In many countries, visiting churches may feel unorthodox, but in Italy, these sacred places are considered works of art. If you love visiting museums or experiencing culture during your travels, then you should dedicate a day to visit the many churches in Rome.
Churches in Italy are always free to visit, as they are places of worship. And we’re not just talking about St. Peter’s Basilica. Rome is home to over 900 beautiful churches, many of which are built atop ancient Roman ruins and temples. Some churches even house famous works of art by Michelangelo, Caravaggio, and Bernini.
Our 10 Favorite Churches In Rome
Churches are holy sites, so make sure to cover your knees and shoulder when visiting. You can bring a scarf or jacket to cover low-cut dresses and spaghetti straps. If you visit during mass, try to be as quiet as possible out of respect for those attending the service. You can take photos, but avoid being too disruptive. Be sure to check the church times, as many are closed between 1:00 pm – 4:00 pm. And don’t forget to head below ground to visit the crypts!
Santa Cecilia in Trastevere
The Basilica di Santa Cecilia in Trastevere was established in the 5th century. This beautiful church is devoted to Saint Cecilia, the patron saint of music. Martyred under Emperor Marcus Aurelius Severus Alexander during the 3rd century, it is speculated that the church was built atop Cecilia’s home, which houses her remains today. Located in the charming Trastevere neighborhood, the basilica, with its beautiful 18th-century facade, is enclosed by a courtyard. Wander inside to admire ancient mosaics, columns, a fountain, and gorgeous rose bushes.
When you enter the church, you’ll find a beautiful 9th-century apse mosaic with Saints Paul, Cecilia, Paschal I, Peter, Valerian, and Agatha. Below that lies a baroque sculpture of Saint Cecilia herself by Stefano Maderno. This church also has a surprise beneath its marble floors.
Pay a €2.50 fee to the sweet Benedictine nun just inside the tiny gift shop to go down and see the crypt! Winding your way through the corridors of the ancient Roman house, you’ll soon come upon a small golden chapel. This stunning shrine is a sea of marble columns and vaulted ceilings with angels. Not to mention gorgeous cosmatesque floors and walls (featuring geometric decorative inlay stonework) floors and walls.
Basilica di Santa Prassede
If there is a site in Rome that will teach you not to judge a church by its cover, it’ll be the Basilica of Santa Prassede. Though it is located near the Basilica di Santa Maria Maggiore (one of the four papal basilicas in Rome), this church is easy to miss. Its simple orange-colored facade sits low and flat, squashed between other buildings and alleyways. The interior, however, is gorgeous — with some of the oldest mosaics in the city. The church is devoted to Saint Praxedes and houses her relics, as well as those of her sister Saint Pudentiana.
Inside, you’ll find beautiful 16th-century frescoes illustrating the Passion of the Christ, cosmatesque floors (we can never get enough), and shimmering 9th-century mosaics. But it’s the tiny Chapel of St Zeno that deserves a standing ovation. Located just off to the right of the nave, this tiny space makes you feel like you’ve fallen into a golden jewelry box. Built by Pope Paschal I as a mausoleum for his mother, Theodora, the chapel boasts wall-to-ceiling mosaics. The ceiling mosaic depicts Christ in the center, with four angles stemming from the corners, upholding His image. So don’t let the understated facade of this basilica fool you. The Basilica di Santa Prassede is one of the most beautiful monuments in Rome.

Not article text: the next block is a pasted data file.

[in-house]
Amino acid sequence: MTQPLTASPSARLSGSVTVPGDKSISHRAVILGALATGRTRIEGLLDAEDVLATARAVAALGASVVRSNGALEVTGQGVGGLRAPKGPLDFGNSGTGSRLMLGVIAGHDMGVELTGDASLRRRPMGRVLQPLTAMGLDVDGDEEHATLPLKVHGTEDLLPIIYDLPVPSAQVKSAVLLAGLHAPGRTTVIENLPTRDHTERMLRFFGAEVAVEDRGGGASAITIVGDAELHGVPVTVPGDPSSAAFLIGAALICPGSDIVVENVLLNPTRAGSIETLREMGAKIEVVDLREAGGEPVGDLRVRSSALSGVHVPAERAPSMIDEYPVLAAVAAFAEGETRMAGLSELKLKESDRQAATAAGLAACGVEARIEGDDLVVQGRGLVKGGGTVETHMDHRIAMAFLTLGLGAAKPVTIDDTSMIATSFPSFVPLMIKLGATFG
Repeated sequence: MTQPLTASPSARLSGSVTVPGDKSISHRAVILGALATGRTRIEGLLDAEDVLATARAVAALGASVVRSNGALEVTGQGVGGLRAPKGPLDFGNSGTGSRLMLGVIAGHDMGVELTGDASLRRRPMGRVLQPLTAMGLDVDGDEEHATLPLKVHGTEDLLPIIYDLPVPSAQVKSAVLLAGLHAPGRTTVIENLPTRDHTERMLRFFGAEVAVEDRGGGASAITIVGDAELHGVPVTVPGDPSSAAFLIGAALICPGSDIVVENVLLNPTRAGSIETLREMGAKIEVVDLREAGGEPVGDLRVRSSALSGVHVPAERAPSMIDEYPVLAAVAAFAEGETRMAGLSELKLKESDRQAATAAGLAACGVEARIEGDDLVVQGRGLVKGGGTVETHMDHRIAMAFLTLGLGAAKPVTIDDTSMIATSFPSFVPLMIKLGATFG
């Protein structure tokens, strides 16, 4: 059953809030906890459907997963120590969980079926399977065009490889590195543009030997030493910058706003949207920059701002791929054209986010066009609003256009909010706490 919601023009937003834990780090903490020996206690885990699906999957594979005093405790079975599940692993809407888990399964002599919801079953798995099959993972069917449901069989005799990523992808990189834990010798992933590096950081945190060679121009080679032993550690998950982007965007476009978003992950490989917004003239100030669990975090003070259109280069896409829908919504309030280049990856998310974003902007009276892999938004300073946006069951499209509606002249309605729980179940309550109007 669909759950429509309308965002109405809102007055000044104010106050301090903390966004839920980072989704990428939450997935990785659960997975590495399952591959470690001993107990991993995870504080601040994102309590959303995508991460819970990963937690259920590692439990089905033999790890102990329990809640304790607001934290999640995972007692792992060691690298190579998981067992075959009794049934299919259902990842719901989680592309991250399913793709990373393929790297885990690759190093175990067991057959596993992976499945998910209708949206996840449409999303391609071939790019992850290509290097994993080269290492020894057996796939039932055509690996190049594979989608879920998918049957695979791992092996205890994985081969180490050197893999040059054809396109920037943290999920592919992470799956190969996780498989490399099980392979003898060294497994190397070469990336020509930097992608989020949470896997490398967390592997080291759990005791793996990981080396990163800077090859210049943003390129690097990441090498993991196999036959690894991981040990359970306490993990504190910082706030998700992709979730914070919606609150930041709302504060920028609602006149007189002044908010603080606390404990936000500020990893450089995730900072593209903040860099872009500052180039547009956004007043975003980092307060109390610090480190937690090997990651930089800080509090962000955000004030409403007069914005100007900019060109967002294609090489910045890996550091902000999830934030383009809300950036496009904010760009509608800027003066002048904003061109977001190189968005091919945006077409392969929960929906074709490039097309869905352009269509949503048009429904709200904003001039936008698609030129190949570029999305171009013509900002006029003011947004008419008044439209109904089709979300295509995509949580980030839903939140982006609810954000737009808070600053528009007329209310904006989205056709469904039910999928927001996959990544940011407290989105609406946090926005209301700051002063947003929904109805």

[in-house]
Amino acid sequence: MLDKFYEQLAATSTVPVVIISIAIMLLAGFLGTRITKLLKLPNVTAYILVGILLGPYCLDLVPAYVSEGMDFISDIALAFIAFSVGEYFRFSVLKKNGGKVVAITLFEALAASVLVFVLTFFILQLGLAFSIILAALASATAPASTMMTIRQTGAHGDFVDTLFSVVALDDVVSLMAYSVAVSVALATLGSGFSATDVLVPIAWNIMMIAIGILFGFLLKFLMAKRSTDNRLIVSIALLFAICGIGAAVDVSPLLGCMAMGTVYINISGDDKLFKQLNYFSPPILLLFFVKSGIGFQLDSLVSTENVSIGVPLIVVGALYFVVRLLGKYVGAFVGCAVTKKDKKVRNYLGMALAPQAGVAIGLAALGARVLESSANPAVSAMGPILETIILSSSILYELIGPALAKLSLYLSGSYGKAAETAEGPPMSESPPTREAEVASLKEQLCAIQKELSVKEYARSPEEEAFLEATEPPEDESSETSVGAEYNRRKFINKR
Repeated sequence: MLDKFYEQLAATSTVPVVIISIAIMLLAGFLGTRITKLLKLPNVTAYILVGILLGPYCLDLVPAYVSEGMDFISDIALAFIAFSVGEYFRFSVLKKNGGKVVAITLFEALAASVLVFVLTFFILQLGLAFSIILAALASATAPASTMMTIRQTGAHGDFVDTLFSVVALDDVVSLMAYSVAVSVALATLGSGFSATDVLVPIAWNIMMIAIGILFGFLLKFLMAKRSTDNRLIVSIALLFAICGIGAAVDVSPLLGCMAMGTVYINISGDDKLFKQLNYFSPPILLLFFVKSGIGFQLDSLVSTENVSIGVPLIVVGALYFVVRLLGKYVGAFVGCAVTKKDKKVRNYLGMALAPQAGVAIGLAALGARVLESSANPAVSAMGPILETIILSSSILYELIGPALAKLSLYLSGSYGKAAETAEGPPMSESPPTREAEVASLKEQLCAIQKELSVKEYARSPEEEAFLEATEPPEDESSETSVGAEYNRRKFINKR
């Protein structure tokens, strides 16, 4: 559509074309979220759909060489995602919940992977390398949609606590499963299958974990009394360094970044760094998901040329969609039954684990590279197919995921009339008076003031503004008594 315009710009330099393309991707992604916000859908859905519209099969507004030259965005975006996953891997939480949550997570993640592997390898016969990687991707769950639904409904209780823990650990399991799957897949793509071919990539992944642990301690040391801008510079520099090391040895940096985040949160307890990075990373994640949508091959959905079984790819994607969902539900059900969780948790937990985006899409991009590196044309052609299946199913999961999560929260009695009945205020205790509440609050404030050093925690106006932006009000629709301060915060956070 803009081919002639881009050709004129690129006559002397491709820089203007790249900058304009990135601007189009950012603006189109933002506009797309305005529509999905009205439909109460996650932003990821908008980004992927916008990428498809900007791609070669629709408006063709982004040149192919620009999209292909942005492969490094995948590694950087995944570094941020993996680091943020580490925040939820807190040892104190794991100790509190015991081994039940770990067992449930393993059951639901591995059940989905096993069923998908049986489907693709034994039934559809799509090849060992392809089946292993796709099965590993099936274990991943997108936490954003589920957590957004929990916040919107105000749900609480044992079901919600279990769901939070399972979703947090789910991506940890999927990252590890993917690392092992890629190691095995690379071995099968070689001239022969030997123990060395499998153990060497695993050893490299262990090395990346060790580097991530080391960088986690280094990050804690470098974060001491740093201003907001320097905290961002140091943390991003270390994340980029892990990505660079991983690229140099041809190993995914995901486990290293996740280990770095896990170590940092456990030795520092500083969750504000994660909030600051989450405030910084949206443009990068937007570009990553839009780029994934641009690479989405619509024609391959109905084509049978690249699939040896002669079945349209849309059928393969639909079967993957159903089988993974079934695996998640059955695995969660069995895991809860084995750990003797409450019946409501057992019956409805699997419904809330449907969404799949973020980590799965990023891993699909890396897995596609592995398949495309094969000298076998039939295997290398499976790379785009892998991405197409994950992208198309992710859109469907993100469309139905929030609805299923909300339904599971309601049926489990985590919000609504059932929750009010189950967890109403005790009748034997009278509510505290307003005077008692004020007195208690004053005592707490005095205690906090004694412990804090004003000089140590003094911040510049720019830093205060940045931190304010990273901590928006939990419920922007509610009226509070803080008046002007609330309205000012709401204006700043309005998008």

Santa Maria degli Angeli e dei Martiri
The Basilica of St. Mary and the Angels and Martyrs is another lesson in not judging a book by its cover. The church is located in the famous Piazza della Repubblica: a large rotunda often featured in Italian movies. Instead of being built on top of an ancient site, it was built within an ancient site! This church is set inside the ancient frigidarium — the cold bath chamber in Roman baths — of the next-door Baths of Diocletian (now an archeological ruin and museum). The unique concave shape of the baths acts as the facade for the present-day church.
The church was built in the 16th century and designed by Michaelangelo Buonarroti (yes, that Michaelangelo). Michelangelo worked for over a year to adapt a section of the bath structures to enclose the church. The inside is based on the shape of a Greek cross and expands horizontally, rather than vertically. You can admire red granite Roman columns, white vaulted ceilings, and a unique geographical feature. In the 18th century, Pope Clement XI commissioned Francesco Bianchini, an astronomer, mathematician, and archaeologist, to build a meridian line within the church, which you can still see today.
Basilica di San Clemente al Laterano
The Basilica of San Clemente has always reminded me of a Russian nesting doll. The church is a three-tiered complex of buildings: the present basilica was built in the 12th century atop a 4th-century basilica, that was built out of an ancient Roman home, that was built atop a Republican-era villa that was destroyed in the Great Fire of 64 AD. Even then, the basilica had many uses during the 1st and 2nd centuries. Today, you can see this mish-mash of structures by going down into the crypt.
When you enter the church, you will be greeted by the 13th-century Byzantine mosaics, cosmatesque floors, and spolia. Spolia are recycled elements taken from other structures, in this case, the antique columns in the nave are spolia. None of them match. When you’re in this church, don’t forget to look up! The carved and gilded coffered ceilings with gorgeous paintings are just as beautiful as the altar. When you’re ready, descend into the crypt to explore the ruins of an ancient home. Here you can admire the exquisite frescoes that depict the life of St Clement.
Santi Quattro Coronati
A short walk from San Clemente, Santi Quattro Coronati is another magnificent church that dates back to the 4th century. The church boasts two picturesque courtyards, a fortified palace, and a monastery that features an exquisite cosmatesque cloister. One of the church’s most unique features is the awe-inspiring Aula Gotica. Discovered by art historian Andreina Draghi in 1995, it is located in the Gothic Hall of the Torre Maggiore. The hall contains a stunning display of frescoes dating back to the 13th century. These frescoes represent allegorical depictions of the Twelve Months, the Liberal Arts, the Four Seasons, and the Zodiac. They were well-preserved under a thick layer of plaster added in the 14th century for protection against The Black Death.